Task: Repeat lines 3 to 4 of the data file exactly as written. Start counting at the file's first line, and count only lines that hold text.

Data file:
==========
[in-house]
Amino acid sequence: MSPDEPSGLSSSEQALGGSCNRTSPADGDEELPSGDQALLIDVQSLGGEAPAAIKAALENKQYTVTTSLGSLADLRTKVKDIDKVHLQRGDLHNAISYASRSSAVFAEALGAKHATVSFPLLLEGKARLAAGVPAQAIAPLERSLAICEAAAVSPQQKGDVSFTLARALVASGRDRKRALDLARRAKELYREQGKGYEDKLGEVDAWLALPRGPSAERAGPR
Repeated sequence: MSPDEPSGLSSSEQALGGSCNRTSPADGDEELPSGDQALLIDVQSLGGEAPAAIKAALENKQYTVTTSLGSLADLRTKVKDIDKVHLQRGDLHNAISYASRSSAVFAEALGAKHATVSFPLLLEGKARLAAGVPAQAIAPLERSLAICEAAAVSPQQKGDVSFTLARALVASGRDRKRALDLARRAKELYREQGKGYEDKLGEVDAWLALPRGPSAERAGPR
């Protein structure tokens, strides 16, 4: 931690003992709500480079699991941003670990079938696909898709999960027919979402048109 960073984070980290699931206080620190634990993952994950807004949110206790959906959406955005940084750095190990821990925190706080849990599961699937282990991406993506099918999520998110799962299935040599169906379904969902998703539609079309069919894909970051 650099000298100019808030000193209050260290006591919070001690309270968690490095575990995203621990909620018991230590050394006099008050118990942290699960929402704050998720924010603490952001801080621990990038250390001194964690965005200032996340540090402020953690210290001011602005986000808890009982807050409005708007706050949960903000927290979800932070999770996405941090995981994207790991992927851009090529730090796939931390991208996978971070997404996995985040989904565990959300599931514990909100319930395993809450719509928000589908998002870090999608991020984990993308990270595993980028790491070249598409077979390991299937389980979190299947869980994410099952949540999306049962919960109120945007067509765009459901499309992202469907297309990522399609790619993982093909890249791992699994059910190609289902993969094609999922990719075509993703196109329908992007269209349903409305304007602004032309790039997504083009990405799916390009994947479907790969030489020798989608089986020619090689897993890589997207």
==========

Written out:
Repeated sequence: MSPDEPSGLSSSEQALGGSCNRTSPADGDEELPSGDQALLIDVQSLGGEAPAAIKAALENKQYTVTTSLGSLADLRTKVKDIDKVHLQRGDLHNAISYASRSSAVFAEALGAKHATVSFPLLLEGKARLAAGVPAQAIAPLERSLAICEAAAVSPQQKGDVSFTLARALVASGRDRKRALDLARRAKELYREQGKGYEDKLGEVDAWLALPRGPSAERAGPR
């Protein structure tokens, strides 16, 4: 931690003992709500480079699991941003670990079938696909898709999960027919979402048109 960073984070980290699931206080620190634990993952994950807004949110206790959906959406955005940084750095190990821990925190706080849990599961699937282990991406993506099918999520998110799962299935040599169906379904969902998703539609079309069919894909970051 650099000298100019808030000193209050260290006591919070001690309270968690490095575990995203621990909620018991230590050394006099008050118990942290699960929402704050998720924010603490952001801080621990990038250390001194964690965005200032996340540090402020953690210290001011602005986000808890009982807050409005708007706050949960903000927290979800932070999770996405941090995981994207790991992927851009090529730090796939931390991208996978971070997404996995985040989904565990959300599931514990909100319930395993809450719509928000589908998002870090999608991020984990993308990270595993980028790491070249598409077979390991299937389980979190299947869980994410099952949540999306049962919960109120945007067509765009459901499309992202469907297309990522399609790619993982093909890249791992699994059910190609289902993969094609999922990719075509993703196109329908992007269209349903409305304007602004032309790039997504083009990405799916390009994947479907790969030489020798989608089986020619090689897993890589997207």